FireWire spec quadrupled to 3.2 Gbps

The 1394 Trade Association has announced S3200, a new specification for the venerable FireWire data transfer interface that effectively quadruples its speed, to 3.2 gigabits per second (Gbps).

The S3200 standard, expected to be ratified in February, 2008, builds on the existing IEEE 1394b protocol. That's known to Mac users as FireWire 800. It uses the same kind of cables and connectors as FireWire 800 products, and uses the same 1394 arbitration, data and service protocols. The combination makes the trade association hopeful that it will lead to a fast uptake from FireWire vendors.

S3200 continues to allow FireWire peripherals to draw electrical power from the interface, and the 1394 Trade Association notes that S3200-based peripherals can draw more power from the interface than other competing standards. And S3200 is downwardly-compatible with FireWire products, just as FireWire 800 works with FireWire 400 devices as well.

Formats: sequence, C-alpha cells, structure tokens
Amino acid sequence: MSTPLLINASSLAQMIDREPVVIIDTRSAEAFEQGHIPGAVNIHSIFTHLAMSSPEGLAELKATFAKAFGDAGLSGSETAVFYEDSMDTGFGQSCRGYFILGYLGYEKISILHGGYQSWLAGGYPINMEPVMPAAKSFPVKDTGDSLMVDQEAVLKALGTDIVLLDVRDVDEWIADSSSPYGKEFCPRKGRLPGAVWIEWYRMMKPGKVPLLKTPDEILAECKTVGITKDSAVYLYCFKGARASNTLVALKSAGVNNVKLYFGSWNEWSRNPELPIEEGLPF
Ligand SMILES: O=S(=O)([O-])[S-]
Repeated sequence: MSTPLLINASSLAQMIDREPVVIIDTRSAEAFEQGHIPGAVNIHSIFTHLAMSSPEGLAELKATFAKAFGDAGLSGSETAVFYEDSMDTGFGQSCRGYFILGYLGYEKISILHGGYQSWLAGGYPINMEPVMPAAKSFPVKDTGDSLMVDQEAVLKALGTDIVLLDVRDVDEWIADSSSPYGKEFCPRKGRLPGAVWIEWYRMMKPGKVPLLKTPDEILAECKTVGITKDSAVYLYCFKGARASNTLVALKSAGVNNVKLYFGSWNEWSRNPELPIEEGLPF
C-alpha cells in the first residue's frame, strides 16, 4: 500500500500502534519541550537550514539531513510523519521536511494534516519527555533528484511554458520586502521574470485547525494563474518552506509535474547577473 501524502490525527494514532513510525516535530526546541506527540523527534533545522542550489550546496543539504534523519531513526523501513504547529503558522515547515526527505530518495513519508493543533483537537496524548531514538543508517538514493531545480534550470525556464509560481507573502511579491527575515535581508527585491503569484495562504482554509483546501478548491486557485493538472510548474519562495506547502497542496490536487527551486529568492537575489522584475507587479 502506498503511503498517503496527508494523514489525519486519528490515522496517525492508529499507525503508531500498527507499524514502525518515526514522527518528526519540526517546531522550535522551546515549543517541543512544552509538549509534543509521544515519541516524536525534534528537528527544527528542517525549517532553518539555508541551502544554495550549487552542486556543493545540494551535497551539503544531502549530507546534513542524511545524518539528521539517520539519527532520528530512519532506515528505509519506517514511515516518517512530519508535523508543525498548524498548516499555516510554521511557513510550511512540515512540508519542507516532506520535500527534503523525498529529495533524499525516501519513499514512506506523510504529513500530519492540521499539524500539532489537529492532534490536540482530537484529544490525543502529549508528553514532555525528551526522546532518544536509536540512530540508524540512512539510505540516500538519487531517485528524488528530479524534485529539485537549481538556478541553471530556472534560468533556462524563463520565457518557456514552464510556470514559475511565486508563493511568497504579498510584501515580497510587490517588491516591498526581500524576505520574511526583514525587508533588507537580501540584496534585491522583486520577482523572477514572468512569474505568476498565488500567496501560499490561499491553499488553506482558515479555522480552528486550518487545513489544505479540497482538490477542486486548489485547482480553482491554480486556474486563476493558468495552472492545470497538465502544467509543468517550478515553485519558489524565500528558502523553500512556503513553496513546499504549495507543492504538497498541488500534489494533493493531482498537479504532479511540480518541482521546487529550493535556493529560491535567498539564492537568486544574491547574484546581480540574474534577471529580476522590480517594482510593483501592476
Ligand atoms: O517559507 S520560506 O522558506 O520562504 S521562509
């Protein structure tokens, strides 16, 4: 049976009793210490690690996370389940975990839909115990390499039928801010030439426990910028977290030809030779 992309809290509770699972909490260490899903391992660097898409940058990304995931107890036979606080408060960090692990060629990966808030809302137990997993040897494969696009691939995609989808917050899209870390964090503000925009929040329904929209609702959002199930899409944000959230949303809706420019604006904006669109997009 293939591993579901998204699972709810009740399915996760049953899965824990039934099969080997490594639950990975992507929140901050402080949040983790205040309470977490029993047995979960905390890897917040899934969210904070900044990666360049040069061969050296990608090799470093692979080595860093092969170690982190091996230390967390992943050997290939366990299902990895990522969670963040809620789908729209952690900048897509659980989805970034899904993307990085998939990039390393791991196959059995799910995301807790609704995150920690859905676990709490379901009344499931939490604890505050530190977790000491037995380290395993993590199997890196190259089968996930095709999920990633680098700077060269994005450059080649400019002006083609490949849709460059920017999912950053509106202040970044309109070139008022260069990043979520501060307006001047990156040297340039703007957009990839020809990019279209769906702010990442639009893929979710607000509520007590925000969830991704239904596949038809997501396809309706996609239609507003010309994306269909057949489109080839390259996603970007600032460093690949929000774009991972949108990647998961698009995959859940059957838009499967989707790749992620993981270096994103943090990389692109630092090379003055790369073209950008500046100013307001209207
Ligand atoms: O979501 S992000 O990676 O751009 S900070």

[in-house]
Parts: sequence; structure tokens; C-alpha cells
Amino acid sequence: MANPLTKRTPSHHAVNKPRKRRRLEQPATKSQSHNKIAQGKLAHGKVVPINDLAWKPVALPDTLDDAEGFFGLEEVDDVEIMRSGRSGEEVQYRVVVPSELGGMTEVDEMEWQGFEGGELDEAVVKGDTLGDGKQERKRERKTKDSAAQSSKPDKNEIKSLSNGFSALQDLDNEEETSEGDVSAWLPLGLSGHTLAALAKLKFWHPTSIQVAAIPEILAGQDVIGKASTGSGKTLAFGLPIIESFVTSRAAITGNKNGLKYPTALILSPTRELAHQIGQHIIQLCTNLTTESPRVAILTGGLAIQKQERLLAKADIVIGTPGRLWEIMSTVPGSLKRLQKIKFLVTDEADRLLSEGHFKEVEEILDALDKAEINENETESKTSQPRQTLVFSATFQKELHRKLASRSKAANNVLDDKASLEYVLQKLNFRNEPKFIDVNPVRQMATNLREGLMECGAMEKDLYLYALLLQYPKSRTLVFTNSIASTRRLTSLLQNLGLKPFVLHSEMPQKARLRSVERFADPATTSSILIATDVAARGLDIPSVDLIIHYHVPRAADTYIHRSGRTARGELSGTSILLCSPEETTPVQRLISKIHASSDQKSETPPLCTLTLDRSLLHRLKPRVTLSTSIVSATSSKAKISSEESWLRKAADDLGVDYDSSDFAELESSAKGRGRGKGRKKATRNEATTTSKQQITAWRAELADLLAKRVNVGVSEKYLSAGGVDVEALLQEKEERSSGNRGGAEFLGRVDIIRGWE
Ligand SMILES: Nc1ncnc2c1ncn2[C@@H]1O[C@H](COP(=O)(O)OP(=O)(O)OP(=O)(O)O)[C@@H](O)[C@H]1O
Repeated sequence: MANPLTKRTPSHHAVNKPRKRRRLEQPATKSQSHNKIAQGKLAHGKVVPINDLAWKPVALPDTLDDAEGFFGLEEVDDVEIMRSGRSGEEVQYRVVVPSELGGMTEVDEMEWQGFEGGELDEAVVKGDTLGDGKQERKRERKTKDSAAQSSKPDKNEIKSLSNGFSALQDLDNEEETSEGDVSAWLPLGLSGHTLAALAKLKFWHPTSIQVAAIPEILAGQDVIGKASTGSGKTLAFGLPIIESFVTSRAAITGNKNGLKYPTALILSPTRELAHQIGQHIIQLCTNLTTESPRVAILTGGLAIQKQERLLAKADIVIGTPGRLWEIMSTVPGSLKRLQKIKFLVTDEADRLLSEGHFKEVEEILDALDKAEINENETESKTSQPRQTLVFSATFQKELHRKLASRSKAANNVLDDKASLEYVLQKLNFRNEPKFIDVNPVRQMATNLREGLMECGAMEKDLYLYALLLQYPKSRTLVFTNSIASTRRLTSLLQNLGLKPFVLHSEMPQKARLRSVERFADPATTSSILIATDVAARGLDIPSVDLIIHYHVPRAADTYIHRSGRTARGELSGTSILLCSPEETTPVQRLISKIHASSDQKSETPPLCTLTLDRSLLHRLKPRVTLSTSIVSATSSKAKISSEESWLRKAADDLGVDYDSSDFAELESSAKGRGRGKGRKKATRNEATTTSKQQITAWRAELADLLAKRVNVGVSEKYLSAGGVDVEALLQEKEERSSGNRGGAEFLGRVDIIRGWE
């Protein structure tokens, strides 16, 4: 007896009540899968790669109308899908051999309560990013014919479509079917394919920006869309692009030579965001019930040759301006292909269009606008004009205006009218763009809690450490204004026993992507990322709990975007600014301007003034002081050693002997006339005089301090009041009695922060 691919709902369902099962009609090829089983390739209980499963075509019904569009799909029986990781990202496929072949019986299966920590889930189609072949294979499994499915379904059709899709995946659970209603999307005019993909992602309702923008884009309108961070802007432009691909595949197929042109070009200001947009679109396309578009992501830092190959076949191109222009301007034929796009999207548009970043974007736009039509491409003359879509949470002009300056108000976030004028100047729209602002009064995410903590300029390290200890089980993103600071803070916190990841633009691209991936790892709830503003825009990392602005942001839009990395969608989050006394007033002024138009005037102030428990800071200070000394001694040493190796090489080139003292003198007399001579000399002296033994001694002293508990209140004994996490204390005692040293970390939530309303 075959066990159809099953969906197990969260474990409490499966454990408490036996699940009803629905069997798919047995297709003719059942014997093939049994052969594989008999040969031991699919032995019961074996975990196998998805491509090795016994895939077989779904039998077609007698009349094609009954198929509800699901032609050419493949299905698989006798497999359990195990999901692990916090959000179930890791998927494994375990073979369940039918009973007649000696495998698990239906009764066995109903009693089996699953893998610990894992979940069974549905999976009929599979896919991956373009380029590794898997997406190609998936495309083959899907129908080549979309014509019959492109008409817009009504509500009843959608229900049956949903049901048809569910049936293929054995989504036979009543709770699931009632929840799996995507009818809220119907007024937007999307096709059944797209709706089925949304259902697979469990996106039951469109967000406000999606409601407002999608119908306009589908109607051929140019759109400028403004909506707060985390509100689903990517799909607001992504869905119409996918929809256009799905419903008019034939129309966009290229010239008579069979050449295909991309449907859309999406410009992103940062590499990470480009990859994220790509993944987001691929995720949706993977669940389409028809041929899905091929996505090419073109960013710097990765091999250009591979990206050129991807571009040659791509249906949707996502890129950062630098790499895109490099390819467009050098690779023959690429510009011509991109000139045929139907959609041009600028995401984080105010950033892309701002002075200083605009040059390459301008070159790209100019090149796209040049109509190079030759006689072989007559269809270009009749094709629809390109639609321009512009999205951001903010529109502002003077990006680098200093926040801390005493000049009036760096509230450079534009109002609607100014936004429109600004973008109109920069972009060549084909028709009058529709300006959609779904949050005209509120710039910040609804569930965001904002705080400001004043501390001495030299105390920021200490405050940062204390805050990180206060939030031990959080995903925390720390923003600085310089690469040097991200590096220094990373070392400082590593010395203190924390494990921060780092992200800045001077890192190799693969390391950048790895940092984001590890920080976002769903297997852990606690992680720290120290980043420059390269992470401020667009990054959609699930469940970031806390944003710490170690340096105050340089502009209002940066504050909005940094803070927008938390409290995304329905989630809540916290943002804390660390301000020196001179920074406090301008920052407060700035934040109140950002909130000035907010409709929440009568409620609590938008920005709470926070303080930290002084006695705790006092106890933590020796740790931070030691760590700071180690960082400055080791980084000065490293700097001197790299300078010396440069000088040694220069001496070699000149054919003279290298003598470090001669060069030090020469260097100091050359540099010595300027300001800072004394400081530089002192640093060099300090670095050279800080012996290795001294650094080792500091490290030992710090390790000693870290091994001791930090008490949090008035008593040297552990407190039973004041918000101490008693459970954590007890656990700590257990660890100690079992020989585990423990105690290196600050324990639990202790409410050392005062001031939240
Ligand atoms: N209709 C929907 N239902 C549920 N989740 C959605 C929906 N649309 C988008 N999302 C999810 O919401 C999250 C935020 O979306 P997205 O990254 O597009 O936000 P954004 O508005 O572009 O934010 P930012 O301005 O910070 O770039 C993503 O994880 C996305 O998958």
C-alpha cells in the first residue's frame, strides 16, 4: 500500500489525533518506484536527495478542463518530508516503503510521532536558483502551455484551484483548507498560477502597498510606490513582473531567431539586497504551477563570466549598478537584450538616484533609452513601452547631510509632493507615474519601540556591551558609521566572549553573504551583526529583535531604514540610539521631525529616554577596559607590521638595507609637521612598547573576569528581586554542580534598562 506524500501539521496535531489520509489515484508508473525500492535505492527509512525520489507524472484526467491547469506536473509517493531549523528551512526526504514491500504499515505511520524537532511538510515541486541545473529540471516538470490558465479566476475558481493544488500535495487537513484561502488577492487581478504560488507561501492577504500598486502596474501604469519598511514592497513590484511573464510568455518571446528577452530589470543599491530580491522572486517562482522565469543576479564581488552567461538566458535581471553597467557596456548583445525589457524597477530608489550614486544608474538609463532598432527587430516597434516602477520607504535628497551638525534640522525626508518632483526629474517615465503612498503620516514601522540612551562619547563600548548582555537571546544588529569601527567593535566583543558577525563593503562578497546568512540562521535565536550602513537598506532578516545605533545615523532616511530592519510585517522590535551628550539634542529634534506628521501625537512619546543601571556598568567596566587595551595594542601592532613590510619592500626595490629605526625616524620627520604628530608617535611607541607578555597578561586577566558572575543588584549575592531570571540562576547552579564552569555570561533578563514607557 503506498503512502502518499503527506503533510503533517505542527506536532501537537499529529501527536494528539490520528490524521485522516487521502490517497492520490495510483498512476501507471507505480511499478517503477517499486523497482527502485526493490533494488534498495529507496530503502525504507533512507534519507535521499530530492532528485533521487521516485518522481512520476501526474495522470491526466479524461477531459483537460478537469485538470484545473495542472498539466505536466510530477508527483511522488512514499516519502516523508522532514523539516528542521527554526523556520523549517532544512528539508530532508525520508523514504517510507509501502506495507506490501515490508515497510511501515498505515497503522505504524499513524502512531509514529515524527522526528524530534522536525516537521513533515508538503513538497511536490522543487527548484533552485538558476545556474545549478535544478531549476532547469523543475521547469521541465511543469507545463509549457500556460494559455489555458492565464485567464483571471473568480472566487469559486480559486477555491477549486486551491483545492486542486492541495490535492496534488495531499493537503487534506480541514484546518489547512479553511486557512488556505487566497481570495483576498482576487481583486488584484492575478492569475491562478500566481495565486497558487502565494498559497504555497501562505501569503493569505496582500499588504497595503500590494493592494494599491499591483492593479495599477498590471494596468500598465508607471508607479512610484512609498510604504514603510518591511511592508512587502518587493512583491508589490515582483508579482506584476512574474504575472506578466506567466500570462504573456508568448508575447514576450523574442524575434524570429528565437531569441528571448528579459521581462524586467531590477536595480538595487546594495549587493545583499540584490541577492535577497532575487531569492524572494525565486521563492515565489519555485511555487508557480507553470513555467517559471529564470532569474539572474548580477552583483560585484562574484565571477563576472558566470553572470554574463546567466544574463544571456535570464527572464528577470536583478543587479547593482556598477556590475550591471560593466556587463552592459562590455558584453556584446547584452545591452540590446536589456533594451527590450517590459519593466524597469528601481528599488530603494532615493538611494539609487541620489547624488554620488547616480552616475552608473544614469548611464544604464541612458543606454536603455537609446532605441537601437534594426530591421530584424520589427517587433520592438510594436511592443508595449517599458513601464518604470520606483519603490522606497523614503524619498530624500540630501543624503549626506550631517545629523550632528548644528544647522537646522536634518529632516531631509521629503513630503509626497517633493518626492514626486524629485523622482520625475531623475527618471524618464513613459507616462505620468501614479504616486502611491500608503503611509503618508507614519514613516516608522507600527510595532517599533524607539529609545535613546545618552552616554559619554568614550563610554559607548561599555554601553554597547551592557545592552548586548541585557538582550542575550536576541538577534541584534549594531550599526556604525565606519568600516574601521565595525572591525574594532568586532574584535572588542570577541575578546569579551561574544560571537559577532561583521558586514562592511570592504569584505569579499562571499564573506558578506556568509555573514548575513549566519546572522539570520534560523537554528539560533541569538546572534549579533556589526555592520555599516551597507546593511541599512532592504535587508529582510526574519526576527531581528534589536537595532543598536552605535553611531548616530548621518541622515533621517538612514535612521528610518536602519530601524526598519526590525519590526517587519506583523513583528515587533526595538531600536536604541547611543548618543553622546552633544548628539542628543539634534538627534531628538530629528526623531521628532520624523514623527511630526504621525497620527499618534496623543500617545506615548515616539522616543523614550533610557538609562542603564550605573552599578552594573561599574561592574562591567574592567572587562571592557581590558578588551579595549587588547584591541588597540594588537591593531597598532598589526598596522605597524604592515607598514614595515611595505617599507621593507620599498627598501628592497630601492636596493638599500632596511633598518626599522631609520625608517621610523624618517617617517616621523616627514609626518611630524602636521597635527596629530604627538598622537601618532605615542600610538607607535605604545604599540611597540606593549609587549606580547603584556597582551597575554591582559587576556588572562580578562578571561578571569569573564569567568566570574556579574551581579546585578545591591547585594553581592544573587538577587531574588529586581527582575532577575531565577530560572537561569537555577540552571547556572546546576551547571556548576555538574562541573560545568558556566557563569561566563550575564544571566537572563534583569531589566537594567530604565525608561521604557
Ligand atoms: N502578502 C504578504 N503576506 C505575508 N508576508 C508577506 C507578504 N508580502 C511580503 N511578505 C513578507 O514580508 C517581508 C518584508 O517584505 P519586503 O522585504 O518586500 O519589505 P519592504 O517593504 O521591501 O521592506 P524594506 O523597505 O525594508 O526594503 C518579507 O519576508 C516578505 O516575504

With S3200, the 1394 Trade Association is hoping to stall the momentum of external Serial ATA (eSATA), another data transfer interface that's seeing increased adoption among video professionals, in enterprise RAID systems, and elsewhere where large data transfer bandwidth is necessary. S3200 makes FireWire fast enough that "users will see no advantage from eSATA," according to a statement from the organization, with the added benefits of bus power and the ability to connect more devices.

The 1394 Trade Association comprises more than 130 member companies including Apple, Sony, Microsoft and Canon. It exists to support the development and utilization of FireWire interfaces for computers, consumer peripherals and other electronic systems.

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